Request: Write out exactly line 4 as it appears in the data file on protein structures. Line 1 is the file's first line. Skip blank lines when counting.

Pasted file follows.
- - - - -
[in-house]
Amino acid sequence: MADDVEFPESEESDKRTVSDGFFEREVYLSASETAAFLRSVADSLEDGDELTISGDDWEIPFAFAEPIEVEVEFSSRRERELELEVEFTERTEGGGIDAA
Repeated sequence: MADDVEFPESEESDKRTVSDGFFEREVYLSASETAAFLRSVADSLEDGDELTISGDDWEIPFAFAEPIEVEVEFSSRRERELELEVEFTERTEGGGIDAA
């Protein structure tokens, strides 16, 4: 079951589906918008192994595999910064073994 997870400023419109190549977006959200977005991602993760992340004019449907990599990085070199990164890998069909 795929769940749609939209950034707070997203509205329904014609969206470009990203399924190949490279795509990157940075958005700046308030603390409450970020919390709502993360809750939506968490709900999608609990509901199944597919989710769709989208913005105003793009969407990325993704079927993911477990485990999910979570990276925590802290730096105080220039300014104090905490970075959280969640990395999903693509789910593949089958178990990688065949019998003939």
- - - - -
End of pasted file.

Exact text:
């Protein structure tokens, strides 16, 4: 079951589906918008192994595999910064073994 997870400023419109190549977006959200977005991602993760992340004019449907990599990085070199990164890998069909 795929769940749609939209950034707070997203509205329904014609969206470009990203399924190949490279795509990157940075958005700046308030603390409450970020919390709502993360809750939506968490709900999608609990509901199944597919989710769709989208913005105003793009969407990325993704079927993911477990485990999910979570990276925590802290730096105080220039300014104090905490970075959280969640990395999903693509789910593949089958178990990688065949019998003939």